Consumers are concerned about the privacy of their personal information too. The sheer amount of data generated by IoT devices creates opportunities for hackers to access sensitive information. Virtual invasions of individuals’ homes are also possible, with hackers listening to private conversations. Additionally, there are growing concerns about how companies use the data willingly gathered from consumers for other purposes. For example, could a life insurance company use data from a fitness tracker when estimating an insurance premium?

What industries can benefit from IoT?

The Internet of Things has opened opportunities for many businesses to reduce costs and improve efficiency. Many industries have already adopted IoT into standard business practices.


The Internet of Things has opened opportunities for many businesses to reduce costs and improve efficiency. Many industries have already adopted IoT into standard business practices.


The manufacturing industry is always looking to reduce costs and increase efficiency. That’s why IoT has been so helpful. Automated machinery has increased product quality. Predictive maintenance has helped decrease downtime. And widespread implementation has benefited resource allocation. All of this has led to the avoidance of problems that could potentially cause delays. 

Transport and logistics

Smart devices have made the transport and logistics industry more agile and efficient. Data from IoT technology has reduced overall costs, cut emissions, and increased safety. More visibility for traffic management has been an incredible benefit. For example, UPS installed IoT-enabled sensors to track priority deliveries for healthcare customers. This has led to a more precise and streamlined supply chain. 


The data gathered from IoT devices can provide retailers with updated information on consumer preferences and trends. Retailers can use this data to inform decisions and improve operations. Smart stores have enhanced the customer experience with tailor-made personalisations and recommendations.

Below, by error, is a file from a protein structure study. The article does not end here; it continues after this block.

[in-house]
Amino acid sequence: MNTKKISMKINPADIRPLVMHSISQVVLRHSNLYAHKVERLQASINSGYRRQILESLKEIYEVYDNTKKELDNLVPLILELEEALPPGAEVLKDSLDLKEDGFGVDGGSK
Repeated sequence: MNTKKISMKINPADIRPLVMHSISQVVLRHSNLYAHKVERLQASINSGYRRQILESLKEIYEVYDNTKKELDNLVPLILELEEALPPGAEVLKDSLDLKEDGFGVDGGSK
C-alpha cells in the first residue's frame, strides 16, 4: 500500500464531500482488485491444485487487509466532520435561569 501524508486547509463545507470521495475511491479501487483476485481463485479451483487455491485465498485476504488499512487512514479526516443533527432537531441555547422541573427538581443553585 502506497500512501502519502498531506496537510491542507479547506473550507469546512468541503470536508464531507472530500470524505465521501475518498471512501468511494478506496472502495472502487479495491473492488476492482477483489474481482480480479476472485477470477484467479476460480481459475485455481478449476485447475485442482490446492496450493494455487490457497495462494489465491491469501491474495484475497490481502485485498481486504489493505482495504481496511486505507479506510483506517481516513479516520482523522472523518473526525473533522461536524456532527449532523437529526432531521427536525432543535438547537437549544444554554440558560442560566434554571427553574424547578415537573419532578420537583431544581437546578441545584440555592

Farmers can use IoT devices to monitor their fields’ temperature, humidity and light. Automated irrigation systems deliver the exact right amount of water to crops. These innovations have provided farmers with more efficient systems and increased productivity.


The finance industry has used data from IoT devices to improve how it manages customer relationships. Personalised marketing for customers offers products and services suited to their needs. Customers’ financial data has also been given more security through the use of IoT devices.

How big is the IoT?

The worldwide market worth of the Internet of Things was estimated to be around $389 billion USD in 2020. That revenue is forecasted to more than double by 2030, coming in at an estimated $1 trillion USD. The number of IoT-connected devices is also expected to triple in this time. 

Technology advancements have made the widespread adoption of IoT devices more accessible than ever. Large enterprises have consistently invested in IoT technologies for years, and now small and medium-sized companies have begun to use them too. 

The result of this growth is the opportunity for new revenue streams, increased business efficiencies, new business models, and improvements to existing models across various sectors.

Standards and framework


One of the biggest challenges for Internet of Things implementation is the lack of standards. Businesses can only achieve the benefits of IoT through seamless integration and interoperability. If enterprises rely on data sharing between devices and systems from different vendors that can’t communicate, then the advantages of IoT are lost. 

Universal standards would guarantee what an IoT device can do and its quality. This would eliminate inefficiencies in the marketplace and fuel global adoption. Additionally, flexible interoperability would help users avoid the commercial risks of single-vendor lock-in. 


The IoT framework is the technology that allows IoT-connected devices to communicate over the internet. Multiple connected devices create an environment that senses and exchanges data over the internet without human interaction. The main components of the IoT framework are:

  • Device hardware

  • Device software

  • Communication and cloud platform

  • Cloud application

IoT and the cloud